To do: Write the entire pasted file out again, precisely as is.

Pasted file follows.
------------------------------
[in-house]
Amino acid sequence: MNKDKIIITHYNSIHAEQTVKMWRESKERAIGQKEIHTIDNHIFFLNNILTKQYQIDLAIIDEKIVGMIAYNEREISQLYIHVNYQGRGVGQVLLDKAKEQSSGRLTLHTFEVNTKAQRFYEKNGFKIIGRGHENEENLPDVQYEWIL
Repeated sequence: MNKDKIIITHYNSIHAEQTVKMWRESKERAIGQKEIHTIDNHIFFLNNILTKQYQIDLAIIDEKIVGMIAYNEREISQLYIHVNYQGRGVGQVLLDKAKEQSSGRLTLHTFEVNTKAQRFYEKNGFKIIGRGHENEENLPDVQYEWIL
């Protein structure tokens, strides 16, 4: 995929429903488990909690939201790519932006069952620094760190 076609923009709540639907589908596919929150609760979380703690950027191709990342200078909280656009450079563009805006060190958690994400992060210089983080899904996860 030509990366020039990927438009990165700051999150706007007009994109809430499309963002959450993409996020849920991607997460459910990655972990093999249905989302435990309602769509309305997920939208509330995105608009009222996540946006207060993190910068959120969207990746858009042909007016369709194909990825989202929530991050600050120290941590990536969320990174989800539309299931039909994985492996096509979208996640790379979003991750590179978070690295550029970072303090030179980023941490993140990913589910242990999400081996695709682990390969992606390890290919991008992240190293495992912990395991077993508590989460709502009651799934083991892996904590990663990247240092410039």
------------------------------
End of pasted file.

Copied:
[in-house]
Amino acid sequence: MNKDKIIITHYNSIHAEQTVKMWRESKERAIGQKEIHTIDNHIFFLNNILTKQYQIDLAIIDEKIVGMIAYNEREISQLYIHVNYQGRGVGQVLLDKAKEQSSGRLTLHTFEVNTKAQRFYEKNGFKIIGRGHENEENLPDVQYEWIL
Repeated sequence: MNKDKIIITHYNSIHAEQTVKMWRESKERAIGQKEIHTIDNHIFFLNNILTKQYQIDLAIIDEKIVGMIAYNEREISQLYIHVNYQGRGVGQVLLDKAKEQSSGRLTLHTFEVNTKAQRFYEKNGFKIIGRGHENEENLPDVQYEWIL
């Protein structure tokens, strides 16, 4: 995929429903488990909690939201790519932006069952620094760190 076609923009709540639907589908596919929150609760979380703690950027191709990342200078909280656009450079563009805006060190958690994400992060210089983080899904996860 030509990366020039990927438009990165700051999150706007007009994109809430499309963002959450993409996020849920991607997460459910990655972990093999249905989302435990309602769509309305997920939208509330995105608009009222996540946006207060993190910068959120969207990746858009042909007016369709194909990825989202929530991050600050120290941590990536969320990174989800539309299931039909994985492996096509979208996640790379979003991750590179978070690295550029970072303090030179980023941490993140990913589910242990999400081996695709682990390969992606390890290919991008992240190293495992912990395991077993508590989460709502009651799934083991892996904590990663990247240092410039």